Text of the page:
From The Wall Street Journal, via The Opposite End of China (Korla, Xinjiang Blog):
Google Inc. became a business superstar by relentlessly following one goal: making the world’s information “universally accessible and useful.” Now its ambitions overseas are bringing it up against a government whose philosophy is very different: China.
Yahoo Inc. and other rivals have been operating in China for years. Google has offered a Chinese version of its familiar search service, but it had no offices or employees in China until this year. That hindered its ability to compete for traffic and advertising among China’s rapidly growing base of more than 100 million Internet users, already the world’s second-largest, after that of the U.S.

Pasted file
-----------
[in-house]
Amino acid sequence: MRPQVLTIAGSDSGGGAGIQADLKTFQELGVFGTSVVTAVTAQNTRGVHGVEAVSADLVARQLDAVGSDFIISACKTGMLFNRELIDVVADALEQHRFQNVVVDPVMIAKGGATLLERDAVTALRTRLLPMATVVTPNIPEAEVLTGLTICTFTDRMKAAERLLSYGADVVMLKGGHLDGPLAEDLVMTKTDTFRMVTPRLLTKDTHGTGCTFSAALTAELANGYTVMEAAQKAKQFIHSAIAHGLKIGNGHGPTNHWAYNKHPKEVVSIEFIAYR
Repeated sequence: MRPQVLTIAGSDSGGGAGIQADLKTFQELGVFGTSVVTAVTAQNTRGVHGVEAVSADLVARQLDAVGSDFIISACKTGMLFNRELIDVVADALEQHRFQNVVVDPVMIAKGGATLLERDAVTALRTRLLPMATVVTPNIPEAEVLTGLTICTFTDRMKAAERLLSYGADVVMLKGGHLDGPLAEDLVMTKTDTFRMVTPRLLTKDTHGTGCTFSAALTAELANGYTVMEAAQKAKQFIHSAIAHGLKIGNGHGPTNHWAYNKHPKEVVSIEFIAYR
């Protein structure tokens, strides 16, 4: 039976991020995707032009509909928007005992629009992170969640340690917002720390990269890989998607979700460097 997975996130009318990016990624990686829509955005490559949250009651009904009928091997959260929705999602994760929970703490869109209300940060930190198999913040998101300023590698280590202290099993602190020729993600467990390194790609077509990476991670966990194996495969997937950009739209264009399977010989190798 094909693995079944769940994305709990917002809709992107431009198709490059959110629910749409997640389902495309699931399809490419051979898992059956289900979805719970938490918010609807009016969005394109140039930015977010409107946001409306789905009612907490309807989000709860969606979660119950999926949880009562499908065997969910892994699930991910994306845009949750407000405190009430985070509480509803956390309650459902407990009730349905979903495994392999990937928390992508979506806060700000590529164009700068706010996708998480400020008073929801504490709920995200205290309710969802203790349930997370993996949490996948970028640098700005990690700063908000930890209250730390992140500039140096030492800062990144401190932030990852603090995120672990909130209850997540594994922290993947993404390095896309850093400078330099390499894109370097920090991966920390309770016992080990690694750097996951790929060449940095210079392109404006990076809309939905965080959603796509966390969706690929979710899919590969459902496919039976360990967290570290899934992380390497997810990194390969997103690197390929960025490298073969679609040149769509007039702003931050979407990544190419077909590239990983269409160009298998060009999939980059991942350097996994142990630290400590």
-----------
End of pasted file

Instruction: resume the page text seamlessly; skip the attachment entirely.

Today, Google is rushing to catch up in a bid to remain competitive globally. But the move into China is giving the country’s censors and security officials greater potential leverage over Google — whose corporate mantra is “don’t be evil.” Beijing believes that the Internet must be firmly controlled to maintain social stability and, ultimately, the Communist Party’s hold on power. It requires Internet companies operating in China to comply with the country’s stringent censorship and security laws. Already, Google has been tailoring part of its service to omit sources blocked by Chinese censors. For example, when a user in China searches Google’s news service, sites related to Falun Gong and other groups banned by the government don’t show up.